‘Out of my control’ – Non-modifiable Risk Factors


Non-modifiable risk factors are unchangeable characteristics of a person that make them more vulnerable to developing a cardiovascular disease. Although these risk factors cannot be altered, being aware of them can be helpful in managing your cardiovascular disease risk. Some of the most common non-modifiable risk factors are listed below:

Age

Older people are generally more vulnerable to developing cardiovascular diseases, with the risk increasing with each decade of life. Your risk of coronary heart disease increases after 35 years, and about 70% of all strokes happen in people above 65 years old.

Gender

Cardiovascular diseases are more common in men than in women. There are also differences in age of onset – cardiovascular diseases tend to affect women later in life compared to men, and this may be linked to changes associated with menopause.

Ethnicity

Those of South Asian, African, and Carribean descent are at a greater risk of developing cardiovascular illnesses. For example, South Asians experience heart attacks almost a decade earlier than those of European descent.

Family history

A history of cardiovascular disease in immediate relatives can influence your current risk of cardiovascular disease. If your parents were diagnosed with a premature cardiovascular illness before the age of 50, you are more likely to develop such an illness as well. 

How can I minimize my risk of cardiovascular disease?

It is important to not get intimidated by the number of cardiovascular risk factors out there – controlling your risk factors is much easier than you think. You may have noticed that many of the modifiable risk factors are linked, so making lifestyle changes to manage one risk factor can have ripple effects on the other risk factors. For example, engaging in physical activity can help reduce your risk of being obese and hypertensive, which in turn reduces your risk of cardiovascular illnesses. Even if you have a non-modifiable risk factor, cardiovascular disease is still avoidable. Making healthy lifestyle choices can considerably decrease your risk of cardiovascular disorders despite having a genetic predisposition. Below are a few lifestyle tips that you can follow to minimize your risk:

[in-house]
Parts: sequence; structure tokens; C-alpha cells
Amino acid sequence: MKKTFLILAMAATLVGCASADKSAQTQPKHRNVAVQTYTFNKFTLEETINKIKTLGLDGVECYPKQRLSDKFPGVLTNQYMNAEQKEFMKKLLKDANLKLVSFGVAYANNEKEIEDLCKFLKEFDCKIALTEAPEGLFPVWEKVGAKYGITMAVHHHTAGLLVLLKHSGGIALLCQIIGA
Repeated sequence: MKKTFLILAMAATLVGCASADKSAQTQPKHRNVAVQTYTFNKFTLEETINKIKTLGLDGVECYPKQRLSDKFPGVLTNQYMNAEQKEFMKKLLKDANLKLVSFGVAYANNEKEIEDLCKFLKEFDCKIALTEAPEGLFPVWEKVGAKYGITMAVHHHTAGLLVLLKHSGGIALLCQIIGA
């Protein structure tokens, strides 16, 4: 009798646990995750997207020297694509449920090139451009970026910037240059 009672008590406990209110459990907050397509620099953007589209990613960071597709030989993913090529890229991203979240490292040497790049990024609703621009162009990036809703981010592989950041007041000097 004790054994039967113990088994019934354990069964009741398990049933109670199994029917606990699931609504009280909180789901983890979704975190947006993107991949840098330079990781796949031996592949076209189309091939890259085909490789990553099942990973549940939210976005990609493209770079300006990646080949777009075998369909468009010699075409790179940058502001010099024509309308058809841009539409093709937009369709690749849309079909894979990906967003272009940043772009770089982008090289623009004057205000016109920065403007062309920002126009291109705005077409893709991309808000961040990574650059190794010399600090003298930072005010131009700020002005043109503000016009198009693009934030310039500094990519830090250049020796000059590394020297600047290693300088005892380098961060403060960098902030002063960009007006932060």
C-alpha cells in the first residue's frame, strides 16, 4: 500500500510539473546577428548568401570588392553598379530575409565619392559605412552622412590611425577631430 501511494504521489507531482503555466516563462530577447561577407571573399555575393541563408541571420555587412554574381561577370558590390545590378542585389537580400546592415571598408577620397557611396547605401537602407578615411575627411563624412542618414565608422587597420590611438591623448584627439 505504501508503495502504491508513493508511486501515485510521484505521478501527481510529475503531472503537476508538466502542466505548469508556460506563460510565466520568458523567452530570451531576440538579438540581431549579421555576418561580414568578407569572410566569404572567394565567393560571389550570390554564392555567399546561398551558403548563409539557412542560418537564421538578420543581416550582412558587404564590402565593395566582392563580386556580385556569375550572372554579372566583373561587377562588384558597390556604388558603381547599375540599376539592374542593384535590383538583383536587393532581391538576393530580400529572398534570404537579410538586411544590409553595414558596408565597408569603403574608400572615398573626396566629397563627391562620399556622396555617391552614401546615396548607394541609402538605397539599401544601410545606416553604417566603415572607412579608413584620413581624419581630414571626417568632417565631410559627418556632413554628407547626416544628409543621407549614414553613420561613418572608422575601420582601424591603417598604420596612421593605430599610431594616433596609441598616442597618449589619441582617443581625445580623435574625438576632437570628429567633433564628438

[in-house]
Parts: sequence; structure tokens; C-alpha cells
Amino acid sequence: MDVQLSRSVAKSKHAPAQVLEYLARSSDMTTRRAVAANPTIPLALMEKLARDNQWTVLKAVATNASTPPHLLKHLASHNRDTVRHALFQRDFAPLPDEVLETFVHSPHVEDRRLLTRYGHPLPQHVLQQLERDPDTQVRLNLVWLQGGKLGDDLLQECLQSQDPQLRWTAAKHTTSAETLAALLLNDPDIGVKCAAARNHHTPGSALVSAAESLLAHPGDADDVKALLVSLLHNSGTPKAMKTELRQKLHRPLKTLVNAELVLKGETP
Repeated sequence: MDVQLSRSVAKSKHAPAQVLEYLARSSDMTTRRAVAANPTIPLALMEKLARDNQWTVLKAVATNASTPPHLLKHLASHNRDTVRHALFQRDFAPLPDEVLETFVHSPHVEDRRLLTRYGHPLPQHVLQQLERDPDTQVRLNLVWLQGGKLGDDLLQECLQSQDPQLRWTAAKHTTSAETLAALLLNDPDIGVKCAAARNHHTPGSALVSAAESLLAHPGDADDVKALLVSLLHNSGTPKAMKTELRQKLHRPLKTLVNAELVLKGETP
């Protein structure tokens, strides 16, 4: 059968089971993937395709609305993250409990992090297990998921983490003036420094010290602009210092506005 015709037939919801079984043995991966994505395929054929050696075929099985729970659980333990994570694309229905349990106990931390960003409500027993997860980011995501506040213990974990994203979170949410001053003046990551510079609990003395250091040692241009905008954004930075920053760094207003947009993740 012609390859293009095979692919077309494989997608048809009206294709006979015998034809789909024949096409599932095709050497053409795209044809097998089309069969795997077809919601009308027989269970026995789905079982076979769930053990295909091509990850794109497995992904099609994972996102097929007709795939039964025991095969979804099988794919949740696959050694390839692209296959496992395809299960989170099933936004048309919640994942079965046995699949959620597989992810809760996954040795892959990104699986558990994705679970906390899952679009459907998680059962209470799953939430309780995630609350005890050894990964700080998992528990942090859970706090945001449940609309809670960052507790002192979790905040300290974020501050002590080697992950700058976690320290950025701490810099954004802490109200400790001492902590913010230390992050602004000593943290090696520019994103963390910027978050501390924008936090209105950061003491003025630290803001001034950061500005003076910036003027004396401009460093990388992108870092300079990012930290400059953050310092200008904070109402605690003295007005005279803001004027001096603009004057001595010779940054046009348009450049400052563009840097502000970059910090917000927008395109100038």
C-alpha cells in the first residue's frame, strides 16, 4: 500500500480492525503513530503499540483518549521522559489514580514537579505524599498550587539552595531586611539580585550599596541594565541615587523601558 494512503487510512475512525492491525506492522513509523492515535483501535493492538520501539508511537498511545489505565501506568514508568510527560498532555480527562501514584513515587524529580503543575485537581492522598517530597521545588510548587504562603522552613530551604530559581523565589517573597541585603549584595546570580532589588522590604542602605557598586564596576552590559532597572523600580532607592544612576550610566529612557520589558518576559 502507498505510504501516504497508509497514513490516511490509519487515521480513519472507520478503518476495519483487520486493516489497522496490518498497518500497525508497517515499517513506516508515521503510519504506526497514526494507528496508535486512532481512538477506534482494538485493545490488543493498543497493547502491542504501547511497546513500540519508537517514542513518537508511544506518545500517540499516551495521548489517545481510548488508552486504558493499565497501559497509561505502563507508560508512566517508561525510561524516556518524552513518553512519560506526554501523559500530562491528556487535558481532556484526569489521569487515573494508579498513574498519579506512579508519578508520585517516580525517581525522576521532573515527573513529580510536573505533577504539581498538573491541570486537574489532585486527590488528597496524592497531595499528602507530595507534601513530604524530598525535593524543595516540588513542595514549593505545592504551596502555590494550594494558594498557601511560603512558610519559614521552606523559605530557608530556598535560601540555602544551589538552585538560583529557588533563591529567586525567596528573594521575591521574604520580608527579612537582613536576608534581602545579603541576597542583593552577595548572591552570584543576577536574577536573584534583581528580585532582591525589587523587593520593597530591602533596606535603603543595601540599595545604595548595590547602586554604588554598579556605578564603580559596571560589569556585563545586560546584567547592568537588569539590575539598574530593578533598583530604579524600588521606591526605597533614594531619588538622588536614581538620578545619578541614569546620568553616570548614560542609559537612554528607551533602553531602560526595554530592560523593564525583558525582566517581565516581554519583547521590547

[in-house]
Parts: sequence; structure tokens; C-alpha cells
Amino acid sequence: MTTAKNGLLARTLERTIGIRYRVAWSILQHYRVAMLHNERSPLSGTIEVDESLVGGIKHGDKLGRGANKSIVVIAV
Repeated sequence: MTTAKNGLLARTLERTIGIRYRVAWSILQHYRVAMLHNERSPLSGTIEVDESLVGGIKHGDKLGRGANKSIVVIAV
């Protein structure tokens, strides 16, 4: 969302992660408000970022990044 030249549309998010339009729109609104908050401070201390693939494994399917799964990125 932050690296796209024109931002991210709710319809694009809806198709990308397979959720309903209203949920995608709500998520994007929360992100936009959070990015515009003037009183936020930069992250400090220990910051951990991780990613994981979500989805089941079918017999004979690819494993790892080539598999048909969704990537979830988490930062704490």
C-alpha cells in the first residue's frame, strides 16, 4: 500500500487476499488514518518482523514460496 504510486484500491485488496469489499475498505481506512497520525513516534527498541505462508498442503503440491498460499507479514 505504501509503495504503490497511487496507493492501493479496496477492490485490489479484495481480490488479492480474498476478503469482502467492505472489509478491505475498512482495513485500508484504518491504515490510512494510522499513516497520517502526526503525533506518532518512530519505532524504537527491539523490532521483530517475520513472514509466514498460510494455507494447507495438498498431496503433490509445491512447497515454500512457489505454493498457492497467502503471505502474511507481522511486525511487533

1. Eat healthier

Incorporating more fresh fruits and vegetables, whole grains, and foods rich in healthier fats into your diet can significantly reduce your cardiovascular disease risk. You should also avoid foods high in salt, sugar, saturated fats, trans-fats, and refined carbohydrates like sugar-sweetened beverages and packaged foods. Portion control to regulate your calorie intake is also a crucial part of healthy eating.

2. Be more active

Regular physical activity can bring about a sea of change to your health and wellbeing. It helps manage multiple cardiovascular disease risk factors like obesity, hypertension, and diabetes. It is recommended to engage in at least 150 minutes of moderate exercise or 75 minutes of vigorous exercise per week. One study showed that people who exercised for at least 30 minutes have a 20%-30% lower risk of dying from a cardiovascular-related illness than those who were insufficiently physically active.

3. Give up unhealthy habits

Smoking and high alcohol consumption make you highly vulnerable to cardiovascular diseases. Although quitting such addictive behaviours may seem daunting, gradual changes and persistence are key to ensure long-term improvements and a healthy heart. It is never too late to start protecting your heart. Simple lifestyle changes are enough to have a tremendously positive impact on your cardiovascular health. Even small steps are fruitful – so it’s important to remain optimistic about your efforts as they won’t be in vain in the long run.